Ben Nevis by day

A truly enormous tree.

Taken on the bus, believe it or not!

Our last day of hiking was Glencoe, and let me tell you, it was spectacular. Ben Nevis was great just to be able to say that we did it, but I would happily hike Glencoe again. It helped that the weather was wonderful, cold but clear and sunny.

We didn’t take the most logical way up, which meant that we spent a fair amount of time picking our way up and along a field of loose rock (my least favorite of all the hiking surfaces I’ve encountered so far). But eventually we passed that point and were rewarded with some truly spectacular views. Up at the higher altitudes, there was snow on the ground—but because there was enough sun to melt it, you got these really cool ridges where half of the mountain had snow and the other half didn’t.

There came a point near the top where we were told we could see the rest of our route: up a steep and snowy slope and along the top of a ridge before starting back down. Looking up at that one face, all I could think was, “you’ve GOT to be kidding.” Not only was it snowy, it was so steep that it was almost like climbing a ladder—a sharp, irregular, slippery one. But getting to the top was immensely satisfying, and the view from the top was stunning.

Say it with me now: "You've GOT to be kidding!"

The view from the top

And in the midst of all this natural glory, we got a bit of history. We hiked through the valley where the Campbell clan massacred the McDonalds, a surprisingly flat expanse that tapers to a deep crack running up the mountainside. It was a peaceful sort of place, and you’d never guess at its bloody history.

This is the canyon in question.

All in all, I’d say we did a pretty impressive amount of hiking: about 9.5 miles on Friday, which took us up (and, of course, back down)1340 meters. Sunday only took us up about 900 meters, but it took us much longer, so I’d say we walked a good deal further. Not bad for a weekend’s work.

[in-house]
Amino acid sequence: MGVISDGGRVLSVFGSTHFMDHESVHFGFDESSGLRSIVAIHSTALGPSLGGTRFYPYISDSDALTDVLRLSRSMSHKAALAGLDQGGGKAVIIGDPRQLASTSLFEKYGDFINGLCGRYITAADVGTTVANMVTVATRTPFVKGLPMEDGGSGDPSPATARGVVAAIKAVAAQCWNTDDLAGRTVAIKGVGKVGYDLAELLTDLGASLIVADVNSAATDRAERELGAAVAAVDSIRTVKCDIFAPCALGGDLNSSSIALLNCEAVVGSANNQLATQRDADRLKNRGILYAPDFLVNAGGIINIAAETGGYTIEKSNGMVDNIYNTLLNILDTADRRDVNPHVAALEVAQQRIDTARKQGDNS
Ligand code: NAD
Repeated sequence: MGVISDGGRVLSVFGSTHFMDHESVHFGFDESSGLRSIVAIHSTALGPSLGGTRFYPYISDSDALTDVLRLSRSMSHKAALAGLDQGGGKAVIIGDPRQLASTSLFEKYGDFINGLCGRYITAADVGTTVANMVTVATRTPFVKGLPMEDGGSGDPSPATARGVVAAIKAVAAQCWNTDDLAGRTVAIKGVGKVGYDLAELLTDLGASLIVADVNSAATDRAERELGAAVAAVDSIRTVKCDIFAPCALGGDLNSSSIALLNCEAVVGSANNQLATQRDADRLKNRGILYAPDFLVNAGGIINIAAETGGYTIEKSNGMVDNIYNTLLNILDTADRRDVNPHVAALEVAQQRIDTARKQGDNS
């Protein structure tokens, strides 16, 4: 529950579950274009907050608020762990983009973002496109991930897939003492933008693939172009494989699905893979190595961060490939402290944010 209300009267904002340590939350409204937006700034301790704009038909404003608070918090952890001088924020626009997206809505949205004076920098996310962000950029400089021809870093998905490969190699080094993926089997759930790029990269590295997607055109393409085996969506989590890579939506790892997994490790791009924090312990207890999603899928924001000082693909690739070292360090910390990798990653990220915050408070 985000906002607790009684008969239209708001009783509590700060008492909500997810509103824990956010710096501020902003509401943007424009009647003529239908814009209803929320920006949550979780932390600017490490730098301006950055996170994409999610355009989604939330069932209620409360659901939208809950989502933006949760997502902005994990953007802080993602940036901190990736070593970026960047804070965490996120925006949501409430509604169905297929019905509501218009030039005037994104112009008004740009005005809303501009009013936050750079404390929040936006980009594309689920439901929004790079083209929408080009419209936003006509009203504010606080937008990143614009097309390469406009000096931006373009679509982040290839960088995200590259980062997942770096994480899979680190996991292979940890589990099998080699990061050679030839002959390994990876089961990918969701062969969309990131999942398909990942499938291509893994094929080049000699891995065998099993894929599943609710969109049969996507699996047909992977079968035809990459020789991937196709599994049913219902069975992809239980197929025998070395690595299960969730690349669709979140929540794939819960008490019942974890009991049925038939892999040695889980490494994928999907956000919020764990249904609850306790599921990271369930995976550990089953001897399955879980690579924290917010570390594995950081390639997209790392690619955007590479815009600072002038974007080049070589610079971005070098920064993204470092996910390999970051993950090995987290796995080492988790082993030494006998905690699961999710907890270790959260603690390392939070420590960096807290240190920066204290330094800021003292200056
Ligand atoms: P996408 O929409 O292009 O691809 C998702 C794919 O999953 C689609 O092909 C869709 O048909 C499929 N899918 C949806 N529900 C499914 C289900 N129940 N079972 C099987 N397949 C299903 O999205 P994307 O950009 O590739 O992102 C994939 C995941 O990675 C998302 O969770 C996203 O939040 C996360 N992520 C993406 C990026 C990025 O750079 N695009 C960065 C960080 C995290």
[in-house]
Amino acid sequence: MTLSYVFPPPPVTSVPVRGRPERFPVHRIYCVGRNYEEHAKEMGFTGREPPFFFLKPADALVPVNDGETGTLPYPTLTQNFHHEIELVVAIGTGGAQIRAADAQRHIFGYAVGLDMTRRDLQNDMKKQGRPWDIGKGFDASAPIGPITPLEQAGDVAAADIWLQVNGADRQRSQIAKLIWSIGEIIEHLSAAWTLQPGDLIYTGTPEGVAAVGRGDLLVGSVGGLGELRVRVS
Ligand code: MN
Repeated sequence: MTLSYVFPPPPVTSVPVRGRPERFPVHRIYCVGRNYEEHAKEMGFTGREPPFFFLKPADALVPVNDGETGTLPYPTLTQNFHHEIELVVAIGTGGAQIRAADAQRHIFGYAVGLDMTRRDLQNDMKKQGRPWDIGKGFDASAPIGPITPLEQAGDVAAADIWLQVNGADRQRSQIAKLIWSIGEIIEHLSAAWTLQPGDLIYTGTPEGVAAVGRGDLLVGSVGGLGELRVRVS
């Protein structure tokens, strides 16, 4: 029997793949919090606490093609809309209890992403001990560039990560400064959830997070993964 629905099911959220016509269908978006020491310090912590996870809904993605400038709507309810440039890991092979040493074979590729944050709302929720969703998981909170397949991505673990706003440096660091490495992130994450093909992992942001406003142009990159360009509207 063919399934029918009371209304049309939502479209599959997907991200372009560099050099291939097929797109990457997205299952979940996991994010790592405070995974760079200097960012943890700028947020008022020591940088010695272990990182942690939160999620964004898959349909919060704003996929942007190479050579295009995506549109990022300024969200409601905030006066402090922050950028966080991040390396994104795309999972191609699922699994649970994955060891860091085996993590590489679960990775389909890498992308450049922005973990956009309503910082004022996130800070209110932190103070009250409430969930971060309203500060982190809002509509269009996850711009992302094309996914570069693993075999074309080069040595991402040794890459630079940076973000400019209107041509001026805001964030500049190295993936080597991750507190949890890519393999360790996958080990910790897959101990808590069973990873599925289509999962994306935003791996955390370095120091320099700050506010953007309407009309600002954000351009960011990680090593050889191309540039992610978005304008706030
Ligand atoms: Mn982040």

But the hiking was only half of what the trip was about; I’ll remember the time we spent just hanging out just as strongly. On Friday night, we went to a hotel bar and then a pub with a fair number of the group. Katie was short on cash and had to pay with a credit card, so I got her a drink at the first place, and she bought me one at the second. Didn’t give me much a choice about it, really—she asked if I wanted a beer, and I said I wouldn’t know what to get. She just looked at me ad said, “come on,” so I followed her to the bar, and she bought me a pint of Foster’s, which was okay. I met some new friends that night—Andrew and Connlet, whose full name I cannot remember or spell properly for the life of  me, even though it’s been repeated to me on several occasions. In my defense, he speaks quietly, so spelling it out for me while we’re walking on gravel didn’t help me much. I joined them in playing darts that night at Connlet’s insistence; he asked if I wanted to play, and when I passed half-heartedly, he just handed me the darts.

Katie and I had a great time at the pub in town on Saturday as well. Space was pretty tight, and so we ended up crammed into sharing a little table with two guys who weren’t from the group. They were in Fort William on some sort of conservation project, and I think they were Welsh. We ended up talking to them about all sorts of things, from Guinness and microbrews (Katie and I both tried and liked An Teallach, a local brew) to Irish prejudices to the amounts and kinds of tree cover in Ireland and Scotland. Their names were James and Pete, and they were great fun to talk to. Ames even gave us his business car, in case either of us had a LinkedIn account.